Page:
The foreign language platform Walter Presents has bagged its first Icelandic drama with the sombre, grey-washed Sisterhood (Channel 4). Despite Iceland having one of the lowest crime rates in the world – last October, the prison population of the entire country stood at 150 people – it seems that it is still more than capable of hosting a bleak drama about grim crimes. Murders may be scarce, but why should that stop its detectives getting their teeth stuck into one?
Cleverly, Sisterhood makes a feature of it. When human bones are discovered at a new quarry (“They were digging under the lava,” says the local sheriff, in a line you definitely wouldn’t hear in the latest ITV gruff detective series), investigator Einar’s first assumption is that they must be ancient. His colleague Vera points out that one of the teeth has a filling, so they might need to move away from the history books. So few people go missing in Iceland that Vera can name each unsolved disappearance, since 1982, off the top of her head.
Most of these cases are not considered suspicious. They are written off as tourists who had given up on life and wanted to disappear. (Perhaps they got stuck with a transfer at Keflavik airport, with only a juice bar for sustenance.) But there wouldn’t be much of a series in that, and surely it won’t be long before Vera and Einar, who already have the makings of a classic double act, connect the bones to a local girl from a tough family who vanished more than 20 years ago. The police are dismissive of the idea that the two may be connected. The girl’s file is slim, and the case was closed quickly. The officers involved seem a little too eager to keep them from reopening it.
This series doesn’t waste time trying to wrongfoot its viewers. It isn’t a whodunnit, as such, and in its early stages it doesn’t seem particularly interested in what led to the crime itself, which is hinted at in flashbacks that bookend the first episode. I am sure that will come. Instead, this is more concerned with the local community. Everyone knows everyone in Ólafsvík, a small fishing town on the west coast of Iceland, but not everyone knows who is hiding an enormous, potentially life-destroying secret.
It spends 20 minutes or so moving its pieces into position, as we get to know the pillars of the community. Karlotta is an amiable nurse whose personal demons lurk in the background. She does yoga, runs and listens to anti-anxiety podcasts to get through her days. Anna Sigga is a chef for a fancy restaurant, where she is browbeaten by a boorish boss who works her so hard that she spends what little time off she has in agony. (The boss is a spectacular monster, who will be familiar to almost anyone who has worked in pubs, restaurants or any other catering establishment.) And Elísabet is the local priest and a relatively new mother, who is preparing the young people of the town for their confirmations.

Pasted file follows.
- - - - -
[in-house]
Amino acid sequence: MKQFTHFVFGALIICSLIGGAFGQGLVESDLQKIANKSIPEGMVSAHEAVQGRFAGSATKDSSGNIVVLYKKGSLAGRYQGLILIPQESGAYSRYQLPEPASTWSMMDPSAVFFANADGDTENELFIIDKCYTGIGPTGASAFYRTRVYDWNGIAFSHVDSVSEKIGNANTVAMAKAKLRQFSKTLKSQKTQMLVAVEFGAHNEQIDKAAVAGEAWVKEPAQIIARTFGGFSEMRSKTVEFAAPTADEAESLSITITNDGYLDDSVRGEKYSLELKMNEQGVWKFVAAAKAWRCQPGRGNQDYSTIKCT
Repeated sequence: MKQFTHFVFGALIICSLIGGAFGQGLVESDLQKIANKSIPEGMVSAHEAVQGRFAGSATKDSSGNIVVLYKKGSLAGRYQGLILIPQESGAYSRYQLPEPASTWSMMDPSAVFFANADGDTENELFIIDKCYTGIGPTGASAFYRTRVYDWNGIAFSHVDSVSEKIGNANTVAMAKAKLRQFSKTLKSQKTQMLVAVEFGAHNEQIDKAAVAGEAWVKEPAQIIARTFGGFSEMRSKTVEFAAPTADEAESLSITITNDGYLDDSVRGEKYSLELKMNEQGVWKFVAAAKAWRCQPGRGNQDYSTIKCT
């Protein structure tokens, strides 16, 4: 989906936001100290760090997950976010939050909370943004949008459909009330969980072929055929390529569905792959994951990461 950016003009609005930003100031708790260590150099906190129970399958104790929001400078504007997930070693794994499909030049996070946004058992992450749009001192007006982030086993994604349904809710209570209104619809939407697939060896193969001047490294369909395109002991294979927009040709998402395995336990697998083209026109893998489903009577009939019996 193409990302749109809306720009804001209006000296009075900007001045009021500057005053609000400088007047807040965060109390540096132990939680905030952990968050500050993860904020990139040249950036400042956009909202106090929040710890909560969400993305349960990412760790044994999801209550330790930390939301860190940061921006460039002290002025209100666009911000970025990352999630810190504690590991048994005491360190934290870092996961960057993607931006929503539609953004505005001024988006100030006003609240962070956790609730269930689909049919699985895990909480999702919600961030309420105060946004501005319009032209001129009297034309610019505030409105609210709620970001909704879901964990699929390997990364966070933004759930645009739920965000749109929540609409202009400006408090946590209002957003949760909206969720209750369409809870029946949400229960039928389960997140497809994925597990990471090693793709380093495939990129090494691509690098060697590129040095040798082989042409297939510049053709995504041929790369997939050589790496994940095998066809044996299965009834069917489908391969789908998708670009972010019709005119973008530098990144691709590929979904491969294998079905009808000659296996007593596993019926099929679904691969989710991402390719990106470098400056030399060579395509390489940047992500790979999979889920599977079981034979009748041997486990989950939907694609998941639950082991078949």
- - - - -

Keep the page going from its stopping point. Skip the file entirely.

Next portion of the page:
It might be down to the fact that I’ve spent the last few days catching up on The Capture, which is as frantic as TV gets – I manage a few hectic minutes of an episode before I need a tea break and a lie-down – but I find myself charmed by Sisterhood’s steady, ominous pace. It refuses to thwack you over the head with high-octane drama, instead opting for a no-frills, fuss-free approach to setting up the avalanche of secrets that you just know is about to come.
There is a grey gloom that hangs over everything, a flat drizzle that seems to defy the drama of the natural landscape. This is staid and practical stuff. By the time it places Karlotta, Anna Sigga and Elísabet in the spotlight, and we get to see how these seemingly disparate women are connected, it starts to show its hand. It promises to be a thriller that turns the screws on a past that has been kept hidden for far longer than most people’s consciences could bear. The trio form the sisterhood of the title, and it is a fragile one: I’m no expert in covering up crimes, but even I know that “Is she stable?” is not a question I’d want to regularly ask of one of my co-conspirators.
If Sisterhood fulfils its early promise, it could be an Unforgotten-esque look at what the pressure of a long-term lie can do to a person’s state of mind, and what happens when the inevitable cracks in the story begin to form and spread. These three women have some choices to make. I’ll stick around to find out what they do.